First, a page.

My core market health indicators continue to show strength. Most notably, are the core measures of risk which are getting into over bought territory. This is often a good sign that results in a melt up that lasts several weeks. The last time this happened was the first week of October which resulted in a nice run followed by a bit of consolidation that should fuel the next run higher.
My core market health indicators are bouncing around as the market consolidates in a sideways pattern. This is healthy behavior and should resolve with another leg upward.
Last week, I said that we’ve got everything we need for the next leg of this bull market. This week we’re getting confirmation of the rally with all of my core market health indicators jumping substantially. Some of them are starting to get into overbought territory, but when this happens it often fuels the rally for several weeks before it ends. Enjoy the ride.
Over the past week, my core market health indicators mostly improved. Most significant is that my measures of market strength have now moved above zero. This changes the core portfolio allocations as follows: Long / Cash portfolio: 100% long Long / Short portfolio: 100% long high beta stocks Volatility Hedged portfolio: 100% long since 11/11/2016 Another thing of note is that we’ve been seeing broad based buying of the stocks in the S&P 500 Index (SPX) again. If the ratio between the SPX Equal Weighted Index (SPXEW) and SPX can get back above its 20 week moving average it will be a very healthy sign. Since the first of the year, investors have favored mega cap stocks. We want to see the smaller stocks in SPX rallying faster than the mega caps as it will indicate broad based buying and increased tolerance for risk. Add to that, SPX looks like it’s now got a clear break above 2500 and we’ve got the recipe for a rally. Conclusion It looks
Just a quick update this week. Most of my core indicators improved, but no changes to the core portfolio allocations. My measures of market strength are still negative, but are just a whisper away from going positive. I suspect to see that happen in the next week or two.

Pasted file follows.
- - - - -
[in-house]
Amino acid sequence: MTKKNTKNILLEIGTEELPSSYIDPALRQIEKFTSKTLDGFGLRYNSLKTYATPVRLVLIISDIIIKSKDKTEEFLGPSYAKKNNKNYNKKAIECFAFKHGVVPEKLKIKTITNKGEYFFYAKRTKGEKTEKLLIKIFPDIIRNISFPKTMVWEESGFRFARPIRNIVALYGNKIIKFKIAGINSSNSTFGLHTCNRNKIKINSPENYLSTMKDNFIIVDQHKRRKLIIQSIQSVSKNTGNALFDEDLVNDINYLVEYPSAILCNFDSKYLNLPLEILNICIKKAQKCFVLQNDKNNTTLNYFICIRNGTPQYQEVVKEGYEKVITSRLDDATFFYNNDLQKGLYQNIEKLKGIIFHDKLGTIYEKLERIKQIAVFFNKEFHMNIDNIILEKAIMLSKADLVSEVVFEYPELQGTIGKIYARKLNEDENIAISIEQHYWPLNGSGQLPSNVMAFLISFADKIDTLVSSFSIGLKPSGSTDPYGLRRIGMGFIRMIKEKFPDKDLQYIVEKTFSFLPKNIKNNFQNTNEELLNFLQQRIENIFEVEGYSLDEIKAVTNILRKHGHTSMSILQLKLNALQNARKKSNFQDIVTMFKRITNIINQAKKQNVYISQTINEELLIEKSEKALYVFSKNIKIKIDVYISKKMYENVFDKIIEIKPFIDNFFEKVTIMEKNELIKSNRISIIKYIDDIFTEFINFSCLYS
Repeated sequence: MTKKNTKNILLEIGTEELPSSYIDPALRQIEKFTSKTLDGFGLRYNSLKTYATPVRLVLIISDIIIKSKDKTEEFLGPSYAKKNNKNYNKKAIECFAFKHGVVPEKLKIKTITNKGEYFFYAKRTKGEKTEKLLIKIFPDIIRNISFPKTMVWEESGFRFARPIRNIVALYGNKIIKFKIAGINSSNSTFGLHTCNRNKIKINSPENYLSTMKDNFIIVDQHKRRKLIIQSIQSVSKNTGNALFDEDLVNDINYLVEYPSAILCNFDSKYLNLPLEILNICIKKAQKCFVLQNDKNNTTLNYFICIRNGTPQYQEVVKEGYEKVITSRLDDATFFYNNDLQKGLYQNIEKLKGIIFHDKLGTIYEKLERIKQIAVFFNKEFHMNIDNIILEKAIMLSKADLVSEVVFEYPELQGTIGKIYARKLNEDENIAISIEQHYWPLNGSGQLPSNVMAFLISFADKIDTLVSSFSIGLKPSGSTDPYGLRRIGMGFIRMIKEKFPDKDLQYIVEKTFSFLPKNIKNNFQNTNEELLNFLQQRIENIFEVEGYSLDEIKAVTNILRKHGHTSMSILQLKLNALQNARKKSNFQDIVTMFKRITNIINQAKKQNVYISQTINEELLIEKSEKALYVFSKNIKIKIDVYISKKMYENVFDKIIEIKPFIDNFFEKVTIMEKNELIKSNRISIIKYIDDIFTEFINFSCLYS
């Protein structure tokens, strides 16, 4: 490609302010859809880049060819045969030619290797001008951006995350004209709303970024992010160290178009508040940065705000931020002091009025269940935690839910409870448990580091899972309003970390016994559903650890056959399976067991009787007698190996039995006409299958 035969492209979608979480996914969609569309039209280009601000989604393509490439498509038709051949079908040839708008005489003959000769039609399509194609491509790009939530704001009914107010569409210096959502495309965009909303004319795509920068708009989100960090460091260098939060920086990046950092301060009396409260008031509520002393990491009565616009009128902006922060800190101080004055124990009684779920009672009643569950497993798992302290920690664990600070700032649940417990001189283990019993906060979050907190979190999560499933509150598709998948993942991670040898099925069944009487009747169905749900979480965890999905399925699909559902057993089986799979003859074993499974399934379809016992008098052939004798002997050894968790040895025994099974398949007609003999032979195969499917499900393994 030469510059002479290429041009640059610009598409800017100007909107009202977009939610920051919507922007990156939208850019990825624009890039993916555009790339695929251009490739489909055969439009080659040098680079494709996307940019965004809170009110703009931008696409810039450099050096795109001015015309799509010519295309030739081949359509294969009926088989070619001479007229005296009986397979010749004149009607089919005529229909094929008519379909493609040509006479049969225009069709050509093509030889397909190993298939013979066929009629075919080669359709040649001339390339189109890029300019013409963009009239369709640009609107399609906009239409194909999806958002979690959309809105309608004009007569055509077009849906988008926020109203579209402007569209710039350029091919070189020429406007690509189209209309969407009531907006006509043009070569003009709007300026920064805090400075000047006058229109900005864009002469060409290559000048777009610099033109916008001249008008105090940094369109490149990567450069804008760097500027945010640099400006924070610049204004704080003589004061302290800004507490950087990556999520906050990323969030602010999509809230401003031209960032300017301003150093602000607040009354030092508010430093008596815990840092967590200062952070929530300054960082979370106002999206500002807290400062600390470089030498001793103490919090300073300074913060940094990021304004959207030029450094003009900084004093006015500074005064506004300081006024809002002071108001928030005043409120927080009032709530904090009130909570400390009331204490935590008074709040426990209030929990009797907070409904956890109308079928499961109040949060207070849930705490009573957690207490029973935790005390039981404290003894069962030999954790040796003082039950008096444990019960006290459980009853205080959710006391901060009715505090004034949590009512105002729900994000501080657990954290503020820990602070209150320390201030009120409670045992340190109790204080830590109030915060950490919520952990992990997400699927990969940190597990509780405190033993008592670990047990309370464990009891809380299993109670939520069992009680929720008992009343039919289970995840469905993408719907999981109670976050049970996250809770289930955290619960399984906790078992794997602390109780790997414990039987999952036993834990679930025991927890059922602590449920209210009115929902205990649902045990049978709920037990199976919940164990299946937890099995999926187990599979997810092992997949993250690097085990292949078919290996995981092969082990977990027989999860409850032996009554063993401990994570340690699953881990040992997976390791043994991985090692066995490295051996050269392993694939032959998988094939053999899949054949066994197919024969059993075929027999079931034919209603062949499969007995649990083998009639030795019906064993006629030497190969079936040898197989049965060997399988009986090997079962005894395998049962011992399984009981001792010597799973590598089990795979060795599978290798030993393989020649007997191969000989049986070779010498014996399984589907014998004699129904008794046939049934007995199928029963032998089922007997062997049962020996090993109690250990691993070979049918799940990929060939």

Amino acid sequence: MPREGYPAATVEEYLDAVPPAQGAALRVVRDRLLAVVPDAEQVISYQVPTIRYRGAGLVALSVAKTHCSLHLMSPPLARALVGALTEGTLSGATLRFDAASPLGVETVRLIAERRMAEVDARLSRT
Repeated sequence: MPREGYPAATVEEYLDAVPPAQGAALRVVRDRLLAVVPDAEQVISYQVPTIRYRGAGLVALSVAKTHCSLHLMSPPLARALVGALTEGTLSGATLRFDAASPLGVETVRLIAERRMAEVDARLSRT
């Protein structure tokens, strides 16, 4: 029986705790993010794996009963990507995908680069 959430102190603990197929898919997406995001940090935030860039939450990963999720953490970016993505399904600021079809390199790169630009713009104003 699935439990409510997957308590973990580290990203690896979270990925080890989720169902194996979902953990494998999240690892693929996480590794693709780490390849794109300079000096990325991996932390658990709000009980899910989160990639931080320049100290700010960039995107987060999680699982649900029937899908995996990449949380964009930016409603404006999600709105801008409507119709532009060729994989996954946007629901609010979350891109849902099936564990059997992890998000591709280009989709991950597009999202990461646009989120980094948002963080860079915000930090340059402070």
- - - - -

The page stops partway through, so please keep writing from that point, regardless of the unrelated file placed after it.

Last week, I said you should get ready for a rally. This week my core market health indicators are telling us to get ready for a breakout above 2500 on the S&P 500 Index (SPX). Most of them improved and various measures of breath also improved. One breadth indicator that I’m watching closely is the percent of SPX stocks that are above their 200 day moving average. There are still about 32% of these stocks below their 200 dma. If SPX breaks above 2500 I expect this measure to rise quickly as money managers look for value as the market rallies.
Over the past two weeks, my market health indicators have bounced around a bit and while doing it have been compressing near the zero line. When this happens, an strong move often follows. At the moment, the odds favor the bulls. Get ready for a rally.
Just a quick note this week. No changes to the portfolio allocations. Most of my core indicators improved, which bodes well for this being a temporary dip rather than a long term top.
Over the past week, quite a lot of damage was done to my core market health indicators. Two of the categories are at risk of going negative if the market can’t rally next week. Most significant is my core measures of risk. They fell substantially over the past two weeks. This means that risk from core market internals is rising. Meanwhile, the most sensitive components of my market risk indicator aren’t showing the same type of warning. They’re still in the very healthy range. This indicates that risk in the market at this moment is from core market internals and not investor perception of risk or an event. If my core market risk indicators warn without significant movement toward a warning from my market risk indicator, it will be an unusual occurrence for a longer term top. Other times where this condition has happened resulted in short to intermediate term dips during a longer term bull market. Here are some dates: Mid 2004, spring 2005, late 2005, and early 2006 thru August
Over the past week, most of my core market health indicators fell. Most notably, my measures of market strength went negative. This changes the core portfolio allocations (below). Another thing that was interesting this week is that the fear everyone is talking about isn’t showing up in my Market Risk Indicator yet. The most sensitive components of that indicator think the saber rattling this week is a non-event event. That’s not to say a negative risk reaction won’t materialize, but until it does we have to operate under the assumption that this event will quickly fade as a market moving issue. The new portfolio allocations are as follows: Long / Short Hedged portfolio: 90% long high beta stocks and 10% short the S&P 500 Index (or use the ETF with symbol SH) Long / Cash portfolio: 80% long and 20% cash Volatility Hedged portfolio: 100% long (Since 11/11/2016) One thing you can keep an eye on is the bullish percent index (BPSPX). It is still a good distance above my